Blog: Billions lost in tax after HMRC sent staff to fight the Brexit fire – The New European

In 2016, as reported by Jonty Bloom in this week’s The New European, an OBR forecast claimed that leaving the European Union would cost the UK economy 4% of GDP. Seven years later, such estimates now feel optimistic as the Brexit bill continues to grow.

Potentially billions of pounds in tax have been lost because of HM Revenue & Customs (HMRC) diverting nearly a one-tenth of its workforce staff to focus on Brexit and Covid schemes. Between 2021 and 2022, said Treasury minister Victoria Atkins in response to ministerial questions, 1,040 civil servants were shifted to deal with problems directly relating to the UK’s departure from the European bloc. A further 1,250 tax compliance officers, who would usually investigate tax dodging and non-compliance, were moved to work on programmes to tackle the Covid pandemic. 

In December, Whitehall’s spending watchdog found that in 2020-21 this movement of staff to Covid schemes decreased the amount working on non-compliance by 12%. This has meant that tax revenue made through compliance work was £30.8bn in 2021-22, some £6bn lower than the preceding year.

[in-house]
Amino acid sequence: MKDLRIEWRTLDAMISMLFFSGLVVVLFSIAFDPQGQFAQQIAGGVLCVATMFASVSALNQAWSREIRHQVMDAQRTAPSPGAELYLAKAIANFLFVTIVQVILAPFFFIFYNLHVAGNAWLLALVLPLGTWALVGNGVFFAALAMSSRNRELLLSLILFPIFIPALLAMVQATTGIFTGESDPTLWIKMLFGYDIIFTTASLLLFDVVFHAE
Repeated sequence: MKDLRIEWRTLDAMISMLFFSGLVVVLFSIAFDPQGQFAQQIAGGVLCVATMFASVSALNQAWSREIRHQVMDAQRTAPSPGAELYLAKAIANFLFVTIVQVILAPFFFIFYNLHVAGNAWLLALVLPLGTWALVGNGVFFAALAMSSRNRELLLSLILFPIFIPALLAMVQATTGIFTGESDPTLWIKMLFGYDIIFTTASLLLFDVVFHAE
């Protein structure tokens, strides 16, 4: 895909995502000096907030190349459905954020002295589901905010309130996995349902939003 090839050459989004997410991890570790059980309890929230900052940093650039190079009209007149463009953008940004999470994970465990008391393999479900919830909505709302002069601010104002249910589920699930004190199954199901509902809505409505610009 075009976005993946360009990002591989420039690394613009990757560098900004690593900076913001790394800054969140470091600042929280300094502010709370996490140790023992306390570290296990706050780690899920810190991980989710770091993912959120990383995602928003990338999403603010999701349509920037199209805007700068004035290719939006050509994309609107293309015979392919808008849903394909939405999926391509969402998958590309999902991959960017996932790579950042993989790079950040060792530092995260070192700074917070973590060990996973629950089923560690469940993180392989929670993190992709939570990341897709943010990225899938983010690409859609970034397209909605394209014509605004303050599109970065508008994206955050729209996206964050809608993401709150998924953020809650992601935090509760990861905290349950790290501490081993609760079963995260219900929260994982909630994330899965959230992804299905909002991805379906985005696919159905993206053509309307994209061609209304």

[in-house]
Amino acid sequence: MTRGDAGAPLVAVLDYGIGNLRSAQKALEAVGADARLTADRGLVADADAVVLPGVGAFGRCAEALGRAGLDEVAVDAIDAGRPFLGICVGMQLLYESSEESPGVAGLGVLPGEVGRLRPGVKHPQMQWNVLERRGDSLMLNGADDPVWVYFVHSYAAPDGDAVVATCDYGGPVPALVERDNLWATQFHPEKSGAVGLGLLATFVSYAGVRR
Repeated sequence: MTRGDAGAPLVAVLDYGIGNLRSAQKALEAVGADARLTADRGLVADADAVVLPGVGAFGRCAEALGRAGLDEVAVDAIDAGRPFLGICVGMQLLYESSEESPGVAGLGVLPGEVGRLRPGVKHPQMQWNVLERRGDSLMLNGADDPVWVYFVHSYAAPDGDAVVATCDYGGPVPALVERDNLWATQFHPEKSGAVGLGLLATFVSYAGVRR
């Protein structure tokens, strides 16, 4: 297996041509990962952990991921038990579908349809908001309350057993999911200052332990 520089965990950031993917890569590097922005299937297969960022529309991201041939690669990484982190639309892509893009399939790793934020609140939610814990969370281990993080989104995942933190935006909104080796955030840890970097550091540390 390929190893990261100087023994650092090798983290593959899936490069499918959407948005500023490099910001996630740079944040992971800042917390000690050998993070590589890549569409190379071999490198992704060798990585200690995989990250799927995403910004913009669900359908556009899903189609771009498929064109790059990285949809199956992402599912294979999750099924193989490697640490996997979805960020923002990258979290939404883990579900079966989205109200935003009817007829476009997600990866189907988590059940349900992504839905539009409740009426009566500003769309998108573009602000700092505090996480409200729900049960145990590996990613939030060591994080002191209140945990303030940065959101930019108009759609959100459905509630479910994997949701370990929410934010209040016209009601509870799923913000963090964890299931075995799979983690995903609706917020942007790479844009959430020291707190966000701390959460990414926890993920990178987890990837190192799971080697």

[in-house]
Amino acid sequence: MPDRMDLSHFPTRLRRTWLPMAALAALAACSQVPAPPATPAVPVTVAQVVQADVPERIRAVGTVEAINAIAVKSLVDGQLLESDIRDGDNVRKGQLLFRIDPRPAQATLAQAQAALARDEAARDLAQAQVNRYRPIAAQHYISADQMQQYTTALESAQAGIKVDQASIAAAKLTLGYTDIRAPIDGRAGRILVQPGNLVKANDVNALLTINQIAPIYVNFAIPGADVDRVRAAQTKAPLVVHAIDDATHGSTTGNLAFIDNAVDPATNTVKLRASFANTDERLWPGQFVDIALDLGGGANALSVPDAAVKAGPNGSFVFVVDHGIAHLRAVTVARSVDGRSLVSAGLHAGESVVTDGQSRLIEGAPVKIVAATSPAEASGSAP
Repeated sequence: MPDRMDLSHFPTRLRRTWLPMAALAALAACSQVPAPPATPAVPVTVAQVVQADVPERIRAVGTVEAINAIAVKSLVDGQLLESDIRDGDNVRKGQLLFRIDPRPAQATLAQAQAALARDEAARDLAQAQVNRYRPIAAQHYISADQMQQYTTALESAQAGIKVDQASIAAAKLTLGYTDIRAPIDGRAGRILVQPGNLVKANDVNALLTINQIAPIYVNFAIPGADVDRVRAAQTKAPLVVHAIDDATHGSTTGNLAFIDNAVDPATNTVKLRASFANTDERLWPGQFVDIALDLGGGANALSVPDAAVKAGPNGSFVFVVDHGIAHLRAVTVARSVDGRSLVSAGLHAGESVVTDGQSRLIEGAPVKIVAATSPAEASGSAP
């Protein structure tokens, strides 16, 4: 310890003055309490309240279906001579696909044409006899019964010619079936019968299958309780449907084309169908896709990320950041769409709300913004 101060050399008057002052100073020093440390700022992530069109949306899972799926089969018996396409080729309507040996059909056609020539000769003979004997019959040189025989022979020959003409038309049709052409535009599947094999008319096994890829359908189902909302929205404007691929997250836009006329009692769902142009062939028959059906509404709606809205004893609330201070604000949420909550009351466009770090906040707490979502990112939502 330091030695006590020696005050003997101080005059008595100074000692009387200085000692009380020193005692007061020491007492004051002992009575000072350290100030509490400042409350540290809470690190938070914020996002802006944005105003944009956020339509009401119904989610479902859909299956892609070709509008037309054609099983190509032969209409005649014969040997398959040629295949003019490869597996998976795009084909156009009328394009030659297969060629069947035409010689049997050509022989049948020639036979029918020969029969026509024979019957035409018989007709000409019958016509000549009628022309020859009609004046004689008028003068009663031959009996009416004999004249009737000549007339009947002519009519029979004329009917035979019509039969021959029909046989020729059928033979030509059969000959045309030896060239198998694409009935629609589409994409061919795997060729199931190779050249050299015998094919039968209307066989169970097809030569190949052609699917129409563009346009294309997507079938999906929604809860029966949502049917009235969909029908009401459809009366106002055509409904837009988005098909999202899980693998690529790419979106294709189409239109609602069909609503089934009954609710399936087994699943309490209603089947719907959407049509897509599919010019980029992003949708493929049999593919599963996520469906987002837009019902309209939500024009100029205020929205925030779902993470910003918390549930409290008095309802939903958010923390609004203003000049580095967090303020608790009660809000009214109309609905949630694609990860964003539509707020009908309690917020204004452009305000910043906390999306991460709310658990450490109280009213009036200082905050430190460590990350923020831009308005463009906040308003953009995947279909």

Now, the Liberal Democrats, who put the question to the minister, are on the government’s case, claiming that Sunak’s administration is in “non-stop firefighting mode”.  Sarah Olney, the party’s treasury spokesperson, said the Conservative government’s “gross incompetence” had led to this. “Civil servants are being moved from one crisis to another in a constant game of whack-a-mole,” said Olney. 

With the UK’s departure from the EU aligning with the outbreak of Coronavirus, a perfect financial storm was formed. Prior to the pandemic, tax revenues from compliance work were, on average, 5.2% of HMRC revenues. Between, 2020 and 2022 this decreased to 4.2%, which amounted to a £9bn reduction. 

The news follows a revelation that hundreds of civil servants – including 400 from the Department for Business, Energy and Industrial Strategy (BEIS) alone – are needed to focus on determining which, out of the thousands of European laws should be abolished and which should be reformed as part of the Retained EU Law bill, as championed by Jacob Rees-Mogg during his time as business secretary last year. The bill returns to the Commons this week and ministers are attempting to deal with criticism of how much civil service time it will chew up by urging other departments to refuse to reveal how many of their staff have taken on this task.

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